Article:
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Cayden Cailean

Darkholme's page

Goblin Squad Member. Pathfinder Society Member. 1,352 posts (1,852 including aliases). 2 reviews. 2 lists. 1 wishlist. 14 aliases.



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Cheliax

So far as I can tell, staves are only worth picking up if you want a consumable L1 spell at CL6+, or a L2 spell at CL17+, and that's using a staff like its a wand.

Is there a point in Pathfinder where Staves justify the cost?

I know that people used to really like staves back in 3.5, but back then they had 50 charges rather than 10, and they cost 15/16 the price (a bit cheaper).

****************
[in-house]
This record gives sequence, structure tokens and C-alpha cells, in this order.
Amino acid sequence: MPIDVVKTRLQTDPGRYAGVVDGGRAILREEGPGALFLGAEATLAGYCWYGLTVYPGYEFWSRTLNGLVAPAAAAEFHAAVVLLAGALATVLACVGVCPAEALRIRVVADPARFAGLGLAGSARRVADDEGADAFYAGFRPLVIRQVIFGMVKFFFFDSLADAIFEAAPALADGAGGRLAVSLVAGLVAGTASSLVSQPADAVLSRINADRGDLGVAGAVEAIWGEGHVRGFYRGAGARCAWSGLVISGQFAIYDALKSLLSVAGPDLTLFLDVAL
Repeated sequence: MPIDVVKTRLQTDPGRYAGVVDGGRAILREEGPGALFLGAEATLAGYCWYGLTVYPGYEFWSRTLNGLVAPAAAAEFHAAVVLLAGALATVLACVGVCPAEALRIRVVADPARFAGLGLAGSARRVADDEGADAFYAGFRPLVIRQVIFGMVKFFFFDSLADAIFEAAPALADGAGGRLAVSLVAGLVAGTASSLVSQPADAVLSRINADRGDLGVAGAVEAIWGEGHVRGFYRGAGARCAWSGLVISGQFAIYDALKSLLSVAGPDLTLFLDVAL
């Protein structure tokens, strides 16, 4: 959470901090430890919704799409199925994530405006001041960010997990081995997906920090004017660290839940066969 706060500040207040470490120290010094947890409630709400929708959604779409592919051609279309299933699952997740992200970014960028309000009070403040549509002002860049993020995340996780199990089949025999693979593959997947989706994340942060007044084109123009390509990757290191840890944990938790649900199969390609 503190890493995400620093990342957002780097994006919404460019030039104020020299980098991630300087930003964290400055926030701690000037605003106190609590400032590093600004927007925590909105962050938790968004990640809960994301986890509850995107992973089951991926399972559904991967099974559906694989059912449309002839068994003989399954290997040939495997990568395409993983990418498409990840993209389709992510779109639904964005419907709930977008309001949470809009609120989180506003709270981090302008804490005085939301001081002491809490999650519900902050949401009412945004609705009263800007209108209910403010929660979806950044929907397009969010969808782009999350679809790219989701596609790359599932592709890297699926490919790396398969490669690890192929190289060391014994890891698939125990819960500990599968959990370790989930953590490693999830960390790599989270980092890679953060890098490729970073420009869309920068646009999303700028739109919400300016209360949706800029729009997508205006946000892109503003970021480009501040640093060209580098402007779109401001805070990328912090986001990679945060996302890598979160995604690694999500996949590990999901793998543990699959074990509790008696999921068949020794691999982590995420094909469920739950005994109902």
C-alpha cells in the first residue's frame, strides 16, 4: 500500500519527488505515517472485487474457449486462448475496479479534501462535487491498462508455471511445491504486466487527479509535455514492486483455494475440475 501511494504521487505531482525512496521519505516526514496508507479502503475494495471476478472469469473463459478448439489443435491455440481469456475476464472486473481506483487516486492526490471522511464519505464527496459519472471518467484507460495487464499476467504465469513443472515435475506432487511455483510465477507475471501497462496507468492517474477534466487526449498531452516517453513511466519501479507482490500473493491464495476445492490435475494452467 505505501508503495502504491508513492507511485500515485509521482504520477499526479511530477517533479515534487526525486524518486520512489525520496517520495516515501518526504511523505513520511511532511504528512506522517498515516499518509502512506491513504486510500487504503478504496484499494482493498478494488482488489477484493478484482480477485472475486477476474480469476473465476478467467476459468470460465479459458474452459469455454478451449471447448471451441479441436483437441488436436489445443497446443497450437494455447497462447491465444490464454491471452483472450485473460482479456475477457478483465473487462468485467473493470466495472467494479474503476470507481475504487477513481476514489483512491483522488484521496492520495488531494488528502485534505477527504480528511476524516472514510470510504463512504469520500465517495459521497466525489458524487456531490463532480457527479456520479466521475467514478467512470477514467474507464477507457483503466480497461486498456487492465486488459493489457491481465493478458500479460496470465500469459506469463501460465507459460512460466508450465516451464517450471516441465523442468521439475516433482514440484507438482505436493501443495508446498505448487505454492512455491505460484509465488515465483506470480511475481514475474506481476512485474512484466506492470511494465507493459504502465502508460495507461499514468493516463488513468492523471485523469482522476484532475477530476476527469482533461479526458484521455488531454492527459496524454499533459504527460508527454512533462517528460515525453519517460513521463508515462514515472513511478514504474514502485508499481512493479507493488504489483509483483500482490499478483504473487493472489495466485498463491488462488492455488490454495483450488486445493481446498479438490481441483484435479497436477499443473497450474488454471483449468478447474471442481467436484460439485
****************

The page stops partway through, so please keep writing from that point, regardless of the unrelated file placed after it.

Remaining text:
I also know that wands only go up to 4th. Is it really worth putting the higher level spells in a staff?

Cheliax

I remember someone showing me an item that allows you to prepare additional spell-levels of spell-slots; but can't for the life of me remember what it was called.

Does anyone know which item I'm referring to? (Disclaimer: I think it was a pathfinder item, but it may have been a 3.5 item).

Cheliax

My guess is that it's arcane, but with much being so naturey I wasn't 100% sure.

For instance, looking at the dryad, on the one hand, the SLAs are CHA based (Arcane) but on the other hand most of the SLAs come from the druid & ranger lists(Divine), but a couple come from arcanist sorcerer wizard (Arcane again).

I would imagine they are all divine or all arcane, but I was wondering which one it was.

My guess is arcane.

Cheliax